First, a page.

sajad torkamani

Hmm. Not sure about this. Need to revisit my understanding.

In a nutshell

SameSite is an attribute of the Set-Cookie HTTP response header that lets you specify whether an outgoing cookie should be restricted to a first-party request. You use SameSite on the server-side like this:

Set-Cookie: <cookie-name>=<cookie-value>; SameSite=<same-site-value>

Values of SameSite

Lax (default in most browsers)

Cookies are sent only for first-party requests or cross-site requests where the user navigates to the origin site (e.g., via a link).

For example, a Lax cookie will be sent if a user is on and clicks on a link to go to The navigation from to is a cross-site request but it’s a top-level navigation so the Lax cookie from cookie will still be sent to the client.

If loaded an iframe pointing to, then this is a cross-site request that’s not a top-level navigation, so a Lax cookie from won’t be sent to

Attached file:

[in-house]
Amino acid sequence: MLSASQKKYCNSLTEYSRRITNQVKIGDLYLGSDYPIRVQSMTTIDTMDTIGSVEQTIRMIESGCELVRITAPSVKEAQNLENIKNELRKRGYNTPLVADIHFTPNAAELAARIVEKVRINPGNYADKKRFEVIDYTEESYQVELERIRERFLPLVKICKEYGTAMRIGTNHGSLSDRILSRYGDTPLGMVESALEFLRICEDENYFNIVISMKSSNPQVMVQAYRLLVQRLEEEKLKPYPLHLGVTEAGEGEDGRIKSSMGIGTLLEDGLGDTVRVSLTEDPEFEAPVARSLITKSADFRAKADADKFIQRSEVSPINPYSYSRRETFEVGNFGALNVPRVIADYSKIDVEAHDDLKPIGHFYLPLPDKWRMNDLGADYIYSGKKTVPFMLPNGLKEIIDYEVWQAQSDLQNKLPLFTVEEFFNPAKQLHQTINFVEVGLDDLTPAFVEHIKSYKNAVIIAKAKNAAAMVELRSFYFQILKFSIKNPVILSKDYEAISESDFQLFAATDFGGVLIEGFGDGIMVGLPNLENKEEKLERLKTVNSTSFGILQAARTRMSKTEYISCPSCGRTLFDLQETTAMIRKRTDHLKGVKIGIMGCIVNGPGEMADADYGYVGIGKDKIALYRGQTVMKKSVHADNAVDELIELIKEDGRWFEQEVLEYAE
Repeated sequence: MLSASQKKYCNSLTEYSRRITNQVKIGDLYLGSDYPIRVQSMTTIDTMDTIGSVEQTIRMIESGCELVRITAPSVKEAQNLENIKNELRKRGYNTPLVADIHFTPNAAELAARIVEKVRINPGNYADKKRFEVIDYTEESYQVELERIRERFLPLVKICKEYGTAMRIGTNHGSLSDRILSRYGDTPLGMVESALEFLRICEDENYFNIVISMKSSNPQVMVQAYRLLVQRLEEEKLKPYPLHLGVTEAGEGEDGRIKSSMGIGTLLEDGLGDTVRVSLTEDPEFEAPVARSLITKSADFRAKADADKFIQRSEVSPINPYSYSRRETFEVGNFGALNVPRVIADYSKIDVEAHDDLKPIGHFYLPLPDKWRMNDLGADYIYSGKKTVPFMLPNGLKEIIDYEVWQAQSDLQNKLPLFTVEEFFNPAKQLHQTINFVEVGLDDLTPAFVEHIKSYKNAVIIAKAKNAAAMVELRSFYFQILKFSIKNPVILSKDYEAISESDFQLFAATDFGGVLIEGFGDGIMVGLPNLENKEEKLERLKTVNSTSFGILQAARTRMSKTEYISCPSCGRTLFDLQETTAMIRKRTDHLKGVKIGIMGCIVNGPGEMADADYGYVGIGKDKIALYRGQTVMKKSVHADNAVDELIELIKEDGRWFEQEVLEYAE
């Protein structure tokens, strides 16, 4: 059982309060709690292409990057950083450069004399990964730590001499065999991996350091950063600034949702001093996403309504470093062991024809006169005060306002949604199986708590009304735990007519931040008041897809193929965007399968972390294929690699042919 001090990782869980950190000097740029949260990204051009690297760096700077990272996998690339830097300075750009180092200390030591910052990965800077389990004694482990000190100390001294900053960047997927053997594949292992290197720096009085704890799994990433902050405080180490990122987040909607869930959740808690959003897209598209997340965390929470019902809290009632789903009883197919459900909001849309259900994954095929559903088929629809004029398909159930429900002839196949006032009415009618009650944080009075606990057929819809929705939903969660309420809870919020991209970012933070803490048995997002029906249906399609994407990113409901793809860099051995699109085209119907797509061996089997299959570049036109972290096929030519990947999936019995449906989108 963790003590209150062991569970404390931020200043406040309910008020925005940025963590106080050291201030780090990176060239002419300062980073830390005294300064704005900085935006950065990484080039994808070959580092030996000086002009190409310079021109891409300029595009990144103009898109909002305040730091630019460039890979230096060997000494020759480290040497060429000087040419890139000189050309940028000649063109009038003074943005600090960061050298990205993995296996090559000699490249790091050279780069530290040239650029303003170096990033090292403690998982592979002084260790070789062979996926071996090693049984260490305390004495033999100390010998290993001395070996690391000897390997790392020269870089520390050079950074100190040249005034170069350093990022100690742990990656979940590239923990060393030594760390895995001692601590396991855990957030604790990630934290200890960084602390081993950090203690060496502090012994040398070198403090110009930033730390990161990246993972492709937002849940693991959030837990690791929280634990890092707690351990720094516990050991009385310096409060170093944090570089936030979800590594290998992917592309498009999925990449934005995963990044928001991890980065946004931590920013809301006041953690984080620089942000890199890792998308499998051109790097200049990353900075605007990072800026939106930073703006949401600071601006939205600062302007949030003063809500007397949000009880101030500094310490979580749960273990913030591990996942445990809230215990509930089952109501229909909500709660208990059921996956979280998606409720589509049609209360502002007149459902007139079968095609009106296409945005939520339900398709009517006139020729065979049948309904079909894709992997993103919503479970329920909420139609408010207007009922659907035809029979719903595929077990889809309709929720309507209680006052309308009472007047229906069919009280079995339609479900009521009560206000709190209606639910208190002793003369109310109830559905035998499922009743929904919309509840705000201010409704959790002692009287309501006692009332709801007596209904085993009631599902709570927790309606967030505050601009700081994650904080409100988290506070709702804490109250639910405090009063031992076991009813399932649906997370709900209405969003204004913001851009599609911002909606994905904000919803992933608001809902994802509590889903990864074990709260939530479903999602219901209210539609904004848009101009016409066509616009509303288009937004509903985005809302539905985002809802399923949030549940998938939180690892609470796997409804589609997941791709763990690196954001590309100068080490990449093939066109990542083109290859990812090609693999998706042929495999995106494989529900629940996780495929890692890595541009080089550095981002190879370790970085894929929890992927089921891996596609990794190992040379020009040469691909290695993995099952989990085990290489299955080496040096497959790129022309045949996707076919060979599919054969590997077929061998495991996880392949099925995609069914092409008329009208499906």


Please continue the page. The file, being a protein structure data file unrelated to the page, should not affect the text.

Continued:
If you wanted a cookie from to be sent even if was loaded in an iframe, you’d have to set the SameSite value to None.

Lax recently replaced None as the default value for SameSite if the SameSite attribute is not explicitly specified.


Cookies are sent only to first-party requests, not to third-party requests.


Cookies are sent to both first-party and third-party requests. If SameSite=None is set, the cookie Secure attribute must also be set to prevent the cookie from being blocked.


Tagged: HTTP